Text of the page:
The death of Gerald Cotten, the Chief Executive Officer of Digital-asset exchange Quadriga CX has left one question unanswered, how do the company’s customers recover their combined C$190 million ($145 million)?
This is a multi-million dollar question that only the late Cotten can answer, unfortunately for Quadriga CX’s customers. According to reports, Cotten died with the password that unlocks Quadriga CX’s digital “wallets” that houses the C$190 million. The “wallets” is an application that stores the keys to send and receive cryptocurrencies.
Buying and selling cryptocurrency is one of the more recent financial instruments people are using to diversify their investments, and there is very little stopping you from doing the same. But before diving headfirst into this world, there are some important guidelines you should make every effort to know, but who would have known this bizarre event could happen.
Cotten had died last year, December 9, 2018, in India from complications of Crohn’s disease, without transferring the passwords. This has prevented the online startup from retrieving about C$190 million ($145 million) in Bitcoin, Litecoin, Ether and other digital tokens held for its customers, according to court documents filed January 31 in Halifax, Nova Scotia.
Why is it so difficult to retrieve?
According to an affidavit from his widow, Jennifer Robertson, Cotten, who died at the age of 30, was described as a conscious person when it comes to security, prompting the encryption of the laptop, email addresses and messaging system he used to run the 5-year-old business.
Cotten moved the “majority” of digital coins into cold storage to avoid being hacked. He was said to have taken sole responsibility for the handling of funds and coins and the banking and accounting side of the business.
In a Bloomberg report, virtual currency exchanges suffered at least five major attacks last year. Japan, home to some of the world’s most active digital-asset exchanges, has also hosted two of the biggest known crypto hacks: the Mt. Gox debacle of 2014 and the theft of nearly $500 million in digital tokens from Coincheck Inc. last January. This makes his security measures understandable.
External support from hack experts
In a court filing, experts have been contacted to hack Cotten’s other computers and mobile phone, but they have been unsuccessful in hacking the systems, while attempts to circumvent an encrypted USB key have been foiled. The wife, Robertson notified the court that she can’t find his passwords or any business records for the company.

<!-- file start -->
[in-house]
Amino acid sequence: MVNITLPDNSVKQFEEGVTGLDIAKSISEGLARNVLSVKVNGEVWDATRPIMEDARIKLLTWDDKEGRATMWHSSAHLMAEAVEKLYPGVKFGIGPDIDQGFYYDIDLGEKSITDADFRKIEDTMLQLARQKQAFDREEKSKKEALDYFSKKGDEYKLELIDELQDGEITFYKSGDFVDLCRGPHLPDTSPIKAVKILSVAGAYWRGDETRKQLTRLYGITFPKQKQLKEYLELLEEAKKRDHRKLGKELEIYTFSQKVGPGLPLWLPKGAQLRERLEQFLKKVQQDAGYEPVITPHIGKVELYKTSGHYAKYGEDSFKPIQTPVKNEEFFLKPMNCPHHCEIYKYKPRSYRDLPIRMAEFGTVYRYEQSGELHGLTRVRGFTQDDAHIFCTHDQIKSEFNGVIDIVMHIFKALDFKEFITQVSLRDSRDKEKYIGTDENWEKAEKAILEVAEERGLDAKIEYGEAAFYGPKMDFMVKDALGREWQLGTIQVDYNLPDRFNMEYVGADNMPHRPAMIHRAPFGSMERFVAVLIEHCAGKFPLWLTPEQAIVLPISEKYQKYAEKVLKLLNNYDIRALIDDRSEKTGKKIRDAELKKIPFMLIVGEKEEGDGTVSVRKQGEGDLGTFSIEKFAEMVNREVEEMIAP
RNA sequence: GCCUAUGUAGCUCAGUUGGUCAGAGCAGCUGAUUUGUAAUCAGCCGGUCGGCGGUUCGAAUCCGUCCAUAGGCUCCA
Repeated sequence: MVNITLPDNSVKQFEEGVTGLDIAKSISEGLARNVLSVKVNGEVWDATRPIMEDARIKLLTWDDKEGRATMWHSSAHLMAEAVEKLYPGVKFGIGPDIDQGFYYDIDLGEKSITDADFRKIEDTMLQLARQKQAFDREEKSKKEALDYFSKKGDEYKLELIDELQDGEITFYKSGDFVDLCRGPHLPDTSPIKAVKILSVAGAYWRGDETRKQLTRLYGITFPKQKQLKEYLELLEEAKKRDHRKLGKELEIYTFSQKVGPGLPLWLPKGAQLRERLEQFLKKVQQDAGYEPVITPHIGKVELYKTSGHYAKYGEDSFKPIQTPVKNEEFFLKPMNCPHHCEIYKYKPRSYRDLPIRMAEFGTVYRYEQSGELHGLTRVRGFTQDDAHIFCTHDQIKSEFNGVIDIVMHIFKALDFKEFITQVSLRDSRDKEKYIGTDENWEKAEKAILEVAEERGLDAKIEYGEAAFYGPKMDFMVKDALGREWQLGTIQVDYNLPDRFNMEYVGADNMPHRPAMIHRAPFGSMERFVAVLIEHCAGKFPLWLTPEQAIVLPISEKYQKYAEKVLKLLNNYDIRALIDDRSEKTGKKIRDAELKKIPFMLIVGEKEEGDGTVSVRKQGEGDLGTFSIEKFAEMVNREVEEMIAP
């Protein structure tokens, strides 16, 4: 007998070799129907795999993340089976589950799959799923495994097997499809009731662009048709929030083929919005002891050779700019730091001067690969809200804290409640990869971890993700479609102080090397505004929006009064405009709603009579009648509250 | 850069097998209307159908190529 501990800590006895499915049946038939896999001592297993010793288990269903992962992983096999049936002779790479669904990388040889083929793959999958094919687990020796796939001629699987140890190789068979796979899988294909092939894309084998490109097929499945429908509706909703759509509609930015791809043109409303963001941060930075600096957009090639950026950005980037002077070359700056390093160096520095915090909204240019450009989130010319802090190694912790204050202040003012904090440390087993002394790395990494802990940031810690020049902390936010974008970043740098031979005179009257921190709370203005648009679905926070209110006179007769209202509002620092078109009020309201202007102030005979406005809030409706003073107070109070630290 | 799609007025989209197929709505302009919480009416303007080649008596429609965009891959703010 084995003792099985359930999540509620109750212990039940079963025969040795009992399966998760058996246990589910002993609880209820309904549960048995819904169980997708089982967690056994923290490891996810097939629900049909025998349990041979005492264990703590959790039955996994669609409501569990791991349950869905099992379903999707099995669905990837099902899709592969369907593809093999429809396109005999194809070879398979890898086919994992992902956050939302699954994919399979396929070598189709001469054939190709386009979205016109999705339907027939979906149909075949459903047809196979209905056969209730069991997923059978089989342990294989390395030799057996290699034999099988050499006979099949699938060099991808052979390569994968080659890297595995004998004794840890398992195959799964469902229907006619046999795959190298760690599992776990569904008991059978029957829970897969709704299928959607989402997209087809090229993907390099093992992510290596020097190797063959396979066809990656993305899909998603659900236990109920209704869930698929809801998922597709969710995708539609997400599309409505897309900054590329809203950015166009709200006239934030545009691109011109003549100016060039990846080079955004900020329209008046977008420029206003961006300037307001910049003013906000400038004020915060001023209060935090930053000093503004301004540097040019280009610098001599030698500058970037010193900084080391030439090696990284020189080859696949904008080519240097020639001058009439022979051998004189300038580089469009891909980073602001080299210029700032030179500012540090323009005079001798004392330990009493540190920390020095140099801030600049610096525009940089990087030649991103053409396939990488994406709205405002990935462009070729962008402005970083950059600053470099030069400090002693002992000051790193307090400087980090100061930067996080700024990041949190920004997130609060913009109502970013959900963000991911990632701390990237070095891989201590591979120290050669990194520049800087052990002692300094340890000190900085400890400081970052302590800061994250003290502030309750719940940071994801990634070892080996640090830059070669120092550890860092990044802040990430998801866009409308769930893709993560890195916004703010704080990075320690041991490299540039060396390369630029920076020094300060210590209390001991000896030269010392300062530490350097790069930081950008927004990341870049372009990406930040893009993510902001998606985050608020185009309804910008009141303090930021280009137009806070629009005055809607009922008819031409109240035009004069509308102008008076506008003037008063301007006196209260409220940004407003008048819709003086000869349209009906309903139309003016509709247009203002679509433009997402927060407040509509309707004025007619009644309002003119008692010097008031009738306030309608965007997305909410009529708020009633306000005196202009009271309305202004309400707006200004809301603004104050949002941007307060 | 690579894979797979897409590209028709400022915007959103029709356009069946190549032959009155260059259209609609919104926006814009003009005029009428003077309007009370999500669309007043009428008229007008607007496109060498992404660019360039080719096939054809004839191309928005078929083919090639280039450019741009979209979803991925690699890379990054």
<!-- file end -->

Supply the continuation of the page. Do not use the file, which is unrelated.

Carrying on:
“After Gerry’s death, Quadriga’s inventory of cryptocurrency has become unavailable and some of it may be lost,” Robertson said.
Adding that the company’s access to currency has been “severely compromised” and the firm has been unable to negotiate bank drafts provided by different payment processors.
Quadriga CX response
Quadriga CX’s directors informed the public that it was asking the Nova Scotia court for creditor protection while they address “significant financial issues” affecting their ability to serve customers, this was made known through a notice on the firm’s website on January 31. A hearing is scheduled for Tuesday, and Ernst & Young has been chosen as a proposed monitor.
“For the past weeks, we have worked extensively to address our liquidity issues, which include attempting to locate and secure our very significant cryptocurrency reserves held in cold wallets, and that are required to satisfy customer cryptocurrency balances on deposit, as well as sourcing a financial institution to accept the bank drafts that are to be transferred to us.
“Unfortunately, these efforts have not been successful.”
Class-action lawsuits against Quadriga CX
On Reddit’s online forums, there have been calls for customers to file a class-action lawsuit against Quadriga CX. This reaction is born from the belief that cryptocurrency business is a scam, even though how cryptocurrency work is readily available online. Aside from the lawsuit being clamoured, some are questioning whether the CEO, Cotten is truly dead. While the latest online speculation suggests that Quadriga CX funds have been moving, even though the firm claims they can’t get access.